Colorado Loosens Hemp Testing Restrictions

New Ag's Connor Klep leads hemp lovers through the Field of Dreams Campout in Greeley last summer.
New Ag's Connor Klep leads hemp lovers through the Field of Dreams Campout in Greeley last summer. Danielle Lirette
A trio of state health and regulatory agencies have come to an agreement on how to test industrial hemp products in Colorado. In a joint bulletin issued Friday, September 21, the Colorado departments of Public Health and Environment, Agriculture and Revenue announced looser restrictions for licensed marijuana testing labs that wish to test industrial hemp and hemp-derived CBD products. Previously, only hemp businesses registered with the Colorado Department of Agriculture could request marijuana labs to test their products, and that was just unprocessed hemp. However, the rise of Colorado's hemp industry and the passage of HB 1295 during the 2018 legislative session has prompted the three state agencies responsible for regulating the plant to ease access to laboratory testing as more hemp and CBD products come to market.

The new law deems that adding hemp, hemp extracts or its naturally occurring cannabinoids to a cosmetic, food, food additive, herb or anything else intended for human consumption no longer adulterates the product — meaning the government approves it for human consumption. Referencing the bill's passage, the DOR, CDA and CDPHE are now unofficially letting companies that contain hemp or hemp extracts from a CDA-registered source to apply for lab testing, too, saying they will not take enforcement action. Here's how it was explained in the bulletin:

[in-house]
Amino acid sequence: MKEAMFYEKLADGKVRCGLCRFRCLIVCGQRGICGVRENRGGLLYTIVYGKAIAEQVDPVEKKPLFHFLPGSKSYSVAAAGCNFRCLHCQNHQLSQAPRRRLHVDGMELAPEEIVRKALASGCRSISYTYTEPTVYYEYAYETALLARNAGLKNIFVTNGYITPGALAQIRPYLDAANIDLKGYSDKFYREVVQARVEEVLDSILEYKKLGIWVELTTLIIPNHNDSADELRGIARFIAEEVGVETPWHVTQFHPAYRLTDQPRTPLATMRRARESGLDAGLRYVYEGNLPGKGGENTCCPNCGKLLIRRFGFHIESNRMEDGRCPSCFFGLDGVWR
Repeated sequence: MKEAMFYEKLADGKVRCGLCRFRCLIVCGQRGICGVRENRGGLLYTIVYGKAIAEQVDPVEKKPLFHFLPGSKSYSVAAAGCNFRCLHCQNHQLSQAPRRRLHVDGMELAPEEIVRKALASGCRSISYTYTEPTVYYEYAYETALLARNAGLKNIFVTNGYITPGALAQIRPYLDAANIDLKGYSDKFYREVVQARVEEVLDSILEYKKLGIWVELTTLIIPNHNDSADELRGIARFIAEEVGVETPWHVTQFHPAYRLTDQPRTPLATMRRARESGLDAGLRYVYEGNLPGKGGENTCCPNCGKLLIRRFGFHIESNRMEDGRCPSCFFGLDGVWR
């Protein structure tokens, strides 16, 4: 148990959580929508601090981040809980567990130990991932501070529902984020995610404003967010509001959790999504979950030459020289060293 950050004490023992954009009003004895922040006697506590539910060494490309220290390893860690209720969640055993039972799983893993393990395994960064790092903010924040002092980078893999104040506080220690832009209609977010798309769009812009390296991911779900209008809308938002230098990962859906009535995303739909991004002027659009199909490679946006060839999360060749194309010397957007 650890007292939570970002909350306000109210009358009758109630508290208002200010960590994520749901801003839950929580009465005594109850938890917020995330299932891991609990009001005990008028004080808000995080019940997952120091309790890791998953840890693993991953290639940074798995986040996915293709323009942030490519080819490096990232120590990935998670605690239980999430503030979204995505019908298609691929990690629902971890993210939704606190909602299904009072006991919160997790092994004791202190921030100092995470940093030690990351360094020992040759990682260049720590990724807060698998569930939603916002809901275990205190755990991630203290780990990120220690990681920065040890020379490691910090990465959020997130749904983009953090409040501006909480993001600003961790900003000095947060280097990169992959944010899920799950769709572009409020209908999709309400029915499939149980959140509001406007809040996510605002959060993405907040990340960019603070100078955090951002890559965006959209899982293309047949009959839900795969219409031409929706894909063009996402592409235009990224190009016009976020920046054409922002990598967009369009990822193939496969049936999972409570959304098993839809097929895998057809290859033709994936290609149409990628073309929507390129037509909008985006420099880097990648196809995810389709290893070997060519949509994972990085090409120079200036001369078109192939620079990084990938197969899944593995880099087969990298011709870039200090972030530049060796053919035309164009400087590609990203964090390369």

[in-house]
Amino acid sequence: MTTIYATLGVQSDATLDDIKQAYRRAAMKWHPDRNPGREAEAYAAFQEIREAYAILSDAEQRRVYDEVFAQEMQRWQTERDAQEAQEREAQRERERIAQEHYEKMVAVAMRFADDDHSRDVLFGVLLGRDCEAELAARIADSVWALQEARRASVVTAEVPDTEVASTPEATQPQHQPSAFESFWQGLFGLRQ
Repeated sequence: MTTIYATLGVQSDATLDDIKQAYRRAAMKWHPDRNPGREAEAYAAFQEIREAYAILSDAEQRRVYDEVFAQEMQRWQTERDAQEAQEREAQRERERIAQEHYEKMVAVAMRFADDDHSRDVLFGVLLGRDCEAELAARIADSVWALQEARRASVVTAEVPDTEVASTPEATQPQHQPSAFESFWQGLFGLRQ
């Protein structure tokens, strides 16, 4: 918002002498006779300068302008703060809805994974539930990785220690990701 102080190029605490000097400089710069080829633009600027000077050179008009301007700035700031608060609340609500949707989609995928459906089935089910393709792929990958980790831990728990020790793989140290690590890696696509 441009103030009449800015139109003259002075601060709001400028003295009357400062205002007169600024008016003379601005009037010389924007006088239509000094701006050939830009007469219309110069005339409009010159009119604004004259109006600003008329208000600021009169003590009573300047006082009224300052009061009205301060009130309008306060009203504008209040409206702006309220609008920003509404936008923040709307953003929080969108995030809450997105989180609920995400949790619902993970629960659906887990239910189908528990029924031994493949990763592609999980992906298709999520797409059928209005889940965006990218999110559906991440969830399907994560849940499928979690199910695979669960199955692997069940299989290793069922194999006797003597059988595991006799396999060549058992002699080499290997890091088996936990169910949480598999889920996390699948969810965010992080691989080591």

The Departments acknowledge the public health and safety benefits in permitting retail marijuana testing facilities to test industrial hemp and industrial hemp products derived from hemp cultivated by a CDA Registrant. Therefore, it is the Departments’ position that taking any enforcement action against such testing is not currently a priority for the Departments, absent evidence of public health and safety risks or other conduct in violation of Colorado statutes or regulations, and so long as:
  • The person submitting the sample for testing provides the retail marijuana testing facility with a CDA Registration number indicating the origin of the material to be tested.
  • The sample submitted for testing is tracked through the radio frequency-based inventory tracking system.
  • If the sample submitted for testing is a sample of a product to be used in the manufacture of an “industrial hemp product” as defined in section 25-5-426(2)(g.5), C.R.S., the manufacturer of the industrial hemp product possesses a CDPHE Registration.
Current regulations only mandate that hemp products be tested for potency, but the announcement adds that testing for contaminants should be on the way as a result of feedback from state Marijuana Enforcement Division (a division of the DOR) stakeholder meetings.

As the three departments agree to not enforce certain hemp-testing requirements, they will hold another meeting with stakeholders for recommendations on how to officially fix the problem in the state's regulatory framework. That meeting will be held on Monday, October 1, from 9:30 a.m. to noon at the Colorado Department of Agriculture building, 305 Interlocken Parkway, Broomfield.
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Thomas Mitchell has written about all things cannabis for Westword since 2014, covering sports, real estate and general news along the way for publications such as the Arizona Republic, Inman and Fox Sports. He's currently the cannabis editor for
Contact: Thomas Mitchell